The neck pain group comprised of six men and 16 women of mean age 75.8 years (range, 52–89 years). Of these 22 patients, 14 (63.6%) showed periodontoid calcification. On an average, the patients first visited the hospital 2 days (range, 0–7 days) after the onset of pain. The mean C-reactive protein level was 4.8 mg/dL (range, 0.5–14.2 mg/dL). The mean visual analog scale score was 78 mm (range, 50–100 mm).
Table 2 depicts pairwise comparisons of the prevalence of calcification around the dens by group using Fisher’s exact test with Holm’s adjusted p-values. The prevalence of calcification was significantly different among the groups (p<0.001) (Fig. 4).
Multiple logistic regression analysis by age and group revealed that higher age, inclusion in the arthritis group, and inclusion in the neck pain group significantly affected the prevalence of calcification (Table 3).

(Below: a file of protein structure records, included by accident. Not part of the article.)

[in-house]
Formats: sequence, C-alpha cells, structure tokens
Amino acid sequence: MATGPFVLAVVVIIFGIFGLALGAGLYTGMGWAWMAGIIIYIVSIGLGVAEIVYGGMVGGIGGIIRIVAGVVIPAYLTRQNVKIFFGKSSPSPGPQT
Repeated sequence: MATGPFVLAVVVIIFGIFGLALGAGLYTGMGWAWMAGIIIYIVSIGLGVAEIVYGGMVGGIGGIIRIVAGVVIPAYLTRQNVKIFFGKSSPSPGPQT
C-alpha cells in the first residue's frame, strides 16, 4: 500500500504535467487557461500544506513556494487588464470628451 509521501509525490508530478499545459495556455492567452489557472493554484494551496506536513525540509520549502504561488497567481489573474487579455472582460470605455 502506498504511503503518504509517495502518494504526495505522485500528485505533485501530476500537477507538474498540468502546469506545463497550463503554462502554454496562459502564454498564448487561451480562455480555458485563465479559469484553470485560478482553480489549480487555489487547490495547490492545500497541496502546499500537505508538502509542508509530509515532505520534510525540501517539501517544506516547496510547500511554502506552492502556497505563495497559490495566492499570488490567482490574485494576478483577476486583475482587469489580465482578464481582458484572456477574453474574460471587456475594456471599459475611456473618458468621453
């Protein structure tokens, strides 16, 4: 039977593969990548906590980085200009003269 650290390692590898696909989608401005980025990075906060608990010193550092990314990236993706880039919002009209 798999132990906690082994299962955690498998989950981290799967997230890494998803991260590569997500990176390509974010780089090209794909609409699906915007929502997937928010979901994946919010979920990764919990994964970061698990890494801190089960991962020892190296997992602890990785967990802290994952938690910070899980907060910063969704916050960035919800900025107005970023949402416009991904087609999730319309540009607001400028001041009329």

Discussion

This study analyzed the age-related prevalence of asymptomatic periodontoid calcification in 296 patients without neck pain; the prevalence was compared with that in patients with pseudogout of the peripheral joints and patients with acute neck pain. Asymptomatic periodontoid calcification was identified in 13.5% of the general population who incidentally underwent upper cervical CT examination combined with brain CT; the results showed increasing prevalence with age. Our results are in good agreement with those of a previous study, which reported the presence of periodontoid calcification in four (11%) of 35 patients with a mean age of 72 years [3].
In this study, the prevalence of periodontoid calcification in patients with pseudogout of the peripheral joints (63.4%) or acute neck pain (63.6%) was higher than that in the general population without neck pain (13.5%). These results indicate that pseudogout of the peripheral joints is strongly associated with the presence of periodontoid calcification. These findings are consistent with those of several previously published studies. One study revealed a higher prevalence of calcification of the atlas transverse ligament, as assessed by axial CT in patients with articular chondrocalcinosis than in those without it (14 of 21 [66%] versus 0 of 21 [0%] patients, respectively) [5]. Another study showed that the prevalence was higher in patients with articular chondrocalcinosis than in those without it (24 of 35 [69%] versus four of 35 [11%] patients, respectively) [3].